Rigid PVC or PVC-U (Un-plasticized)
During the first half of the nineteenth century the creation of PVC from vinyl chloride (VC) was first described. Large-scale PVC production started in 1928 in the USA and 1930 in Germany. By the time the Second World War ended, it was already the most-produced plastic. With a chlorine content of 56.7% molar mass, PVC is a welcome co-product in chlorine chemistry. Due to their low content of hydrocarbon-based components, PVC materials have a comparatively favourable energy balance and CO2 footprint.
Rigid PVC is produced by hot/cold mixing in the powder phase. For all subsequent processes requiring pellets, such as injection moulding, this is followed by compounding and pelletizing on a Buss Kneader. This two-stage process likewise applies in case of high fillers content or specific quality demands. For simpler formulations, premixing in the powder phase may be sufficient.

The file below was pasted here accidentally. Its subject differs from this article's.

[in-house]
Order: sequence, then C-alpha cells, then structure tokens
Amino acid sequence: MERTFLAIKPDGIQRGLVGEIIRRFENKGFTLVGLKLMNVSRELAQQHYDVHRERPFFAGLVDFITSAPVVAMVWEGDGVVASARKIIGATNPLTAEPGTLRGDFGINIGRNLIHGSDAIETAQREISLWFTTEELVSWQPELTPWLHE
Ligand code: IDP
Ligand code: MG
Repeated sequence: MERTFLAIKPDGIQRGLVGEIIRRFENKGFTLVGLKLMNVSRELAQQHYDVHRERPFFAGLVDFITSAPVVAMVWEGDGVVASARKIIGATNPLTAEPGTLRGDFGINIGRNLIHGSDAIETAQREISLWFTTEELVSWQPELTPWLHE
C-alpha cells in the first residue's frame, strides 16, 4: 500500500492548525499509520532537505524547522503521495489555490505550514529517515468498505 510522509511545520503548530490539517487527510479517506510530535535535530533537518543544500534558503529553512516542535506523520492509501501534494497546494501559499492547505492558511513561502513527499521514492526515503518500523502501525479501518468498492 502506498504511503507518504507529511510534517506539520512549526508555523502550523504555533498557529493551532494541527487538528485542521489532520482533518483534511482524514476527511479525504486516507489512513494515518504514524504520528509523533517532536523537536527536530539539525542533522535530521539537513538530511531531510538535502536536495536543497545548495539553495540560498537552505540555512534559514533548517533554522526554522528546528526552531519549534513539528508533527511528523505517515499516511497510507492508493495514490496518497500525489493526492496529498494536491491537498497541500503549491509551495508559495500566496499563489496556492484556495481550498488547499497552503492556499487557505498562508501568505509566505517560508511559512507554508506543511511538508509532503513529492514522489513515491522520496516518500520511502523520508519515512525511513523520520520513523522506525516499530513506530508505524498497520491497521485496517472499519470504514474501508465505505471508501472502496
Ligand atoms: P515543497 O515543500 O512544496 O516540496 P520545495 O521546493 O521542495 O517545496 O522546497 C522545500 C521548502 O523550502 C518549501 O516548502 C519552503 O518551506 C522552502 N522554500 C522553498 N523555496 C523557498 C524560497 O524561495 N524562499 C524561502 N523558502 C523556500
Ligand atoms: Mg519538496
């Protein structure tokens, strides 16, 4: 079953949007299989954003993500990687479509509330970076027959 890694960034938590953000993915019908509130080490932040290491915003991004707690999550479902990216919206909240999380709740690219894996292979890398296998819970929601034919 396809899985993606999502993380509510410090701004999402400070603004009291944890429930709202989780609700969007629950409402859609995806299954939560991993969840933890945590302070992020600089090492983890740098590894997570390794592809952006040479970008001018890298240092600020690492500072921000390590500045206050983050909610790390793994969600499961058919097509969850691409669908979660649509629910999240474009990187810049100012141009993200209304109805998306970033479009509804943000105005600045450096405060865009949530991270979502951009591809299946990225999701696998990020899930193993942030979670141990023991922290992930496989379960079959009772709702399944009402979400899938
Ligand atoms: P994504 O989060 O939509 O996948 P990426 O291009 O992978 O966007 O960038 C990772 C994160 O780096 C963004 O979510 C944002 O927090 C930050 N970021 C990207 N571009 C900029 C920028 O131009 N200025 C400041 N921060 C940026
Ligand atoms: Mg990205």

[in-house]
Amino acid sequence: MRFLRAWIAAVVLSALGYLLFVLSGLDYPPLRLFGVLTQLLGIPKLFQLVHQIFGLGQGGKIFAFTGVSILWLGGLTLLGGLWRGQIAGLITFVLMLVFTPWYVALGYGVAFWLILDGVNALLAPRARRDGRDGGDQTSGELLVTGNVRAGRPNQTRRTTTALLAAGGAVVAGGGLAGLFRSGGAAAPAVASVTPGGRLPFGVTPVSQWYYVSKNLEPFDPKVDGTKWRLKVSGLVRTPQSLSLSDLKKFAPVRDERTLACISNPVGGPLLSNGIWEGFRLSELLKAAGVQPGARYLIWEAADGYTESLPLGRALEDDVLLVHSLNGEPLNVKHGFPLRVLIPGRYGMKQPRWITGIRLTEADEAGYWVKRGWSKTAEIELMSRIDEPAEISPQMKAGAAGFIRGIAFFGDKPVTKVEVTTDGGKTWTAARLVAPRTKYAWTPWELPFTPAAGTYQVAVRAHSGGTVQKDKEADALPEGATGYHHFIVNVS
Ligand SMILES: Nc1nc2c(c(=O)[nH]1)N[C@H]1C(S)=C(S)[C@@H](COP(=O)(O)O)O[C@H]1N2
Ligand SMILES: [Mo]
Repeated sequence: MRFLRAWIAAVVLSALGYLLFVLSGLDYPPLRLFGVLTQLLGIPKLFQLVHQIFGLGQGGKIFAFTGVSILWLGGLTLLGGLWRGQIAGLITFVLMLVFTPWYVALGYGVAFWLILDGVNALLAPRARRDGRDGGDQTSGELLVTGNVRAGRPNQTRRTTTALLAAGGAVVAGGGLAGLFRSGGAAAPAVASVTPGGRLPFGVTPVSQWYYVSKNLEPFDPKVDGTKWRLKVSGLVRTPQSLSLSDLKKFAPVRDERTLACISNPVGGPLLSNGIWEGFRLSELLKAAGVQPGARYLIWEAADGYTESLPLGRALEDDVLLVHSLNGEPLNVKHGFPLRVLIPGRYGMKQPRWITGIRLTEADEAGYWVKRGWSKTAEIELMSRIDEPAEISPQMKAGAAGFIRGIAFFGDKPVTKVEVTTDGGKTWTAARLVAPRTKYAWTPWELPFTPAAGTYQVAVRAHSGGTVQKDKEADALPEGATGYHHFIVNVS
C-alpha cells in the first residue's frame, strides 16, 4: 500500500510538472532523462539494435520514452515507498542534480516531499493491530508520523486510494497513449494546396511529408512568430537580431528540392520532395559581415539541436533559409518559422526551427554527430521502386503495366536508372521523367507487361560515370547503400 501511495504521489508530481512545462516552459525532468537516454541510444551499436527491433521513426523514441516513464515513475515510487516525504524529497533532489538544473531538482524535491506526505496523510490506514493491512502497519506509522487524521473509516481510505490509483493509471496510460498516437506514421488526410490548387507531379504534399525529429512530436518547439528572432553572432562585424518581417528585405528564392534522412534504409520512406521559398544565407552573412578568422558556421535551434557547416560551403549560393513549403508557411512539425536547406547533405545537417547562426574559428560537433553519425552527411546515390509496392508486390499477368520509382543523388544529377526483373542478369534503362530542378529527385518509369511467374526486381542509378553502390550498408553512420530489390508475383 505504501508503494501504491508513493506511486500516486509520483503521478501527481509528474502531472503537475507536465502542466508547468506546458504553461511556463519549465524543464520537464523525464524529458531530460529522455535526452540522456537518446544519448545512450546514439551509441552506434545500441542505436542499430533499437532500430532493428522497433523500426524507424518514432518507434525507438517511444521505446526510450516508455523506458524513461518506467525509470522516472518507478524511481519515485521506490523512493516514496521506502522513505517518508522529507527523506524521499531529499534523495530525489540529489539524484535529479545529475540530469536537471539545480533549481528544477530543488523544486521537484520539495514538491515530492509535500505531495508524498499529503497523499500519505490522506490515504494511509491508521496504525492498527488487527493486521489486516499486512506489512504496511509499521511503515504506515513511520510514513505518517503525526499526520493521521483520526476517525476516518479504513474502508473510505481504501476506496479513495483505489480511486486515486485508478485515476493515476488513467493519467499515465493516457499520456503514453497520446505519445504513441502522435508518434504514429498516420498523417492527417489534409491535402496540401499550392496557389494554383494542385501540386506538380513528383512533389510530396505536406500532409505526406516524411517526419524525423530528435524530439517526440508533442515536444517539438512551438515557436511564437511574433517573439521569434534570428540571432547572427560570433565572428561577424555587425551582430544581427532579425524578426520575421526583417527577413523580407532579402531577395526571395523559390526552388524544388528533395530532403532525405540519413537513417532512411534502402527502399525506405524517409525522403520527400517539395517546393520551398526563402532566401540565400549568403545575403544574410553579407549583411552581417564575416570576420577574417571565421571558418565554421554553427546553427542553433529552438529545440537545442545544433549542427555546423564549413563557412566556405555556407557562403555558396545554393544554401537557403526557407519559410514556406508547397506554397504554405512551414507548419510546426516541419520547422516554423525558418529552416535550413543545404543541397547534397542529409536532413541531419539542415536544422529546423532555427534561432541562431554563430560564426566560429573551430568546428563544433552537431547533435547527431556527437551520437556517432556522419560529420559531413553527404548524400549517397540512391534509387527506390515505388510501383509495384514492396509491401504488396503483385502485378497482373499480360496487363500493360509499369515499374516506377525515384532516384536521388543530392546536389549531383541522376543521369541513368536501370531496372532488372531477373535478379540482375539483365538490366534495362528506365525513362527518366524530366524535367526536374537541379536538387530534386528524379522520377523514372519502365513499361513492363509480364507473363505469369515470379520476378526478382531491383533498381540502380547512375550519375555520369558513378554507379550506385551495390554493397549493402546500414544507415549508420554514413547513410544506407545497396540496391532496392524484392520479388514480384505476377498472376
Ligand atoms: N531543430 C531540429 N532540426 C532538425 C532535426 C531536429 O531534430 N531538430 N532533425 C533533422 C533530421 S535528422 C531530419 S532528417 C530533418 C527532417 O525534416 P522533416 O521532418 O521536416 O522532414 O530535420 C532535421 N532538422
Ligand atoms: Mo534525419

Compounding requirements can be summed up as follows. The rigid PVC dryblend powder, which also contains other constituents like stabilizers, additives, fillers, reinforcement materials and flame retardants, must be intensively mixed. The dispersive and distributive mixing is critical, and all in compliance with well defined temperature limits.
The Buss Kneader can make the most of its strengths profile at uniform, moderate and if necessary, adjustable shear rates. Compounding and pressurizing are separated and optimized in a two-stage system. Low specific energies with the most intensive mixing processes, volumetric scale-up procedures, and maximum availability are possible thanks to wide operation windows. It is these advantages that underline the technological and market leadership gained in rigid PVC compounding since the beginning of mass production in the mid twentieth century.
Buss Kneader technology
Buss Kneader technology for PVC pelletizing